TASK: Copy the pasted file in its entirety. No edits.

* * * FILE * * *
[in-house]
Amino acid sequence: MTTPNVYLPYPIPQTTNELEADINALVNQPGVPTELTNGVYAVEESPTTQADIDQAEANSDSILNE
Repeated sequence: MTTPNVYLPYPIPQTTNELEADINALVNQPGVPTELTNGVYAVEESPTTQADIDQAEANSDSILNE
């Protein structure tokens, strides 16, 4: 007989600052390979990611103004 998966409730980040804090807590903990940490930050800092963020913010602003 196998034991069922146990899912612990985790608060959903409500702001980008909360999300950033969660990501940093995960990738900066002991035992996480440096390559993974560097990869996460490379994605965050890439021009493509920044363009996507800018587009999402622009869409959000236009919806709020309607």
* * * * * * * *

[in-house]
Amino acid sequence: MTTPNVYLPYPIPQTTNELEADINALVNQPGVPTELTNGVYAVEESPTTQADIDQAEANSDSILNE
Repeated sequence: MTTPNVYLPYPIPQTTNELEADINALVNQPGVPTELTNGVYAVEESPTTQADIDQAEANSDSILNE
């Protein structure tokens, strides 16, 4: 007989600052390979990611103004 998966409730980040804090807590903990940490930050800092963020913010602003 196998034991069922146990899912612990985790608060959903409500702001980008909360999300950033969660990501940093995960990738900066002991035992996480440096390559993974560097990869996460490379994605965050890439021009493509920044363009996507800018587009999402622009869409959000236009919806709020309607």